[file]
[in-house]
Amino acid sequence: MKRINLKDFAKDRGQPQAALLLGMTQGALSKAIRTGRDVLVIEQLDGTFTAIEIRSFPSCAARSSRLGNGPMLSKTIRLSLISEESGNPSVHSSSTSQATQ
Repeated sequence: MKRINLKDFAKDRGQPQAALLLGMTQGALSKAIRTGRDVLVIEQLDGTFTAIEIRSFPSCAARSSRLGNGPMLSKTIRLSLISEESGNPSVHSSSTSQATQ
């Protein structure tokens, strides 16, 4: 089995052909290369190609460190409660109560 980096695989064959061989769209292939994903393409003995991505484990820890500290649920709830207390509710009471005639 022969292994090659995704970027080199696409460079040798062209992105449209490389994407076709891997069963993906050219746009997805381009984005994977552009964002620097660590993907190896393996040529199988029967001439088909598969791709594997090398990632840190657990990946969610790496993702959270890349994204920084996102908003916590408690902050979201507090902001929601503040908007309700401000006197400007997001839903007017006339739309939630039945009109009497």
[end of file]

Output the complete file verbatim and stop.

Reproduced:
[in-house]
Amino acid sequence: MKRINLKDFAKDRGQPQAALLLGMTQGALSKAIRTGRDVLVIEQLDGTFTAIEIRSFPSCAARSSRLGNGPMLSKTIRLSLISEESGNPSVHSSSTSQATQ
Repeated sequence: MKRINLKDFAKDRGQPQAALLLGMTQGALSKAIRTGRDVLVIEQLDGTFTAIEIRSFPSCAARSSRLGNGPMLSKTIRLSLISEESGNPSVHSSSTSQATQ
């Protein structure tokens, strides 16, 4: 089995052909290369190609460190409660109560 980096695989064959061989769209292939994903393409003995991505484990820890500290649920709830207390509710009471005639 022969292994090659995704970027080199696409460079040798062209992105449209490389994407076709891997069963993906050219746009997805381009984005994977552009964002620097660590993907190896393996040529199988029967001439088909598969791709594997090398990632840190657990990946969610790496993702959270890349994204920084996102908003916590408690902050979201507090902001929601503040908007309700401000006197400007997001839903007017006339739309939630039945009109009497």